Annual report forms are printed and supplied by the LLC filing office and are mailed out to LLCs annually. These forms typically require basic biographical information, such as the names and addresses of current LLC members and/or managers and the name and address of the LLC's registered expert and office for service of legal process. In some states, you can leave items blank if there is no change in the information from the previous annual report filing.
Your LLC will need to obtain a federal employer identification number (FEIN) using IRS Form SS-4 and to register as an employer in your state. For salaried workers, your LLC must withhold, report and pay: federal and, if applicable, state income taxes, federal employment taxes (unemployment, Social Security and Medicare taxes), and state payroll taxes (state unemployment, disability and workers' compensation insurance).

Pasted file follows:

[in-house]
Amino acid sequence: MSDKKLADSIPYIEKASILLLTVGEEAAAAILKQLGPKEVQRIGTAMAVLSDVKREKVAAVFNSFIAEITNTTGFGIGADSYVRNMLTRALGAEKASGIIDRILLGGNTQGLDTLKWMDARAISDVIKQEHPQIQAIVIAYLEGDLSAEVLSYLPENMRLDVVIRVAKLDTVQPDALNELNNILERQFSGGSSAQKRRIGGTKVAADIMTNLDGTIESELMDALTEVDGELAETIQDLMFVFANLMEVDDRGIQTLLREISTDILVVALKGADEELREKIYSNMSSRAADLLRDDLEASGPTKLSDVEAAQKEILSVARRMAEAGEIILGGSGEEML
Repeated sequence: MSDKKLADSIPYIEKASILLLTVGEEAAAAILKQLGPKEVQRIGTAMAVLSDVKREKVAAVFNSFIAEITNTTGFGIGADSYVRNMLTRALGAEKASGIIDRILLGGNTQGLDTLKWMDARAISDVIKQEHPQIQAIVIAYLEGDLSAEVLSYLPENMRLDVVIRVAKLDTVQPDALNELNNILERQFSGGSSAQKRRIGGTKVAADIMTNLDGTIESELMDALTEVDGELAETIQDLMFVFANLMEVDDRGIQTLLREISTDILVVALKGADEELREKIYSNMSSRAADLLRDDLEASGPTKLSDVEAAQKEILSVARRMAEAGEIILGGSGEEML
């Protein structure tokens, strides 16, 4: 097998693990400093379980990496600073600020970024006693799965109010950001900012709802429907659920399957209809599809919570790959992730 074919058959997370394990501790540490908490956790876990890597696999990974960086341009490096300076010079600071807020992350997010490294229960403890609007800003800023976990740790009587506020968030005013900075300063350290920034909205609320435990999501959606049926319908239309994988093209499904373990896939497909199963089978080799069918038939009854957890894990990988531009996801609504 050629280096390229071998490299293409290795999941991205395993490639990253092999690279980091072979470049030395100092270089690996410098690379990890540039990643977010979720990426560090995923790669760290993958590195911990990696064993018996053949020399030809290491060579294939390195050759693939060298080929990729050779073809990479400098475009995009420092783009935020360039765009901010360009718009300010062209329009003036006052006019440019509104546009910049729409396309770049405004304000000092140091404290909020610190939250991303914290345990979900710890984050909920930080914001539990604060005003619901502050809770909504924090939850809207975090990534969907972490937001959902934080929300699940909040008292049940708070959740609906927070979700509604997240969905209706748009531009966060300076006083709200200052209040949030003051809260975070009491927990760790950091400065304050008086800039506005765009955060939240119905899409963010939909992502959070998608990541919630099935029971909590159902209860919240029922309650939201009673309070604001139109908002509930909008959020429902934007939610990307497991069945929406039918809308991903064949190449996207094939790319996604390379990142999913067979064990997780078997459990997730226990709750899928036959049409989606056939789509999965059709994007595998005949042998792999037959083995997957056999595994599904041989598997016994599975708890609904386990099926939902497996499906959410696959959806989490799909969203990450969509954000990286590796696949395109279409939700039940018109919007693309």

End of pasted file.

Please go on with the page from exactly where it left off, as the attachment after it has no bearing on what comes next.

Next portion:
A limited liability company is one of the more recent and most flexible business structures available in Delaware. Formed by filing a certificate of formation with the Delaware Secretary of State, a limited liability company is a separate legal entity having the power to conduct business, acquire, hold and dispose of property, and sue or be sued in its own name. A limited liability company in Delaware may have only one member.
The LLC management may be by the members or by selected managers who may or may not be members themselves. As with limited partnerships, the relation among members and the management structure are typically set forth in a written limited liability company operating agreement.
A limited liability company agreement may provide for various classes of members and managers and their respective rights, powers and duties and it may also set forth the manner of allocation of profits and losses of a limited liability company to its members. Principal attributes of a limited liability company include: (i) any member or manager may bind a limited liability company, (ii) except in certain limited situations, no member or manager is personally liable for the debts or obligations of a limited liability company, and (iii) perpetual existence. The foregoing may be changed by express provision in the limited liability company agreement.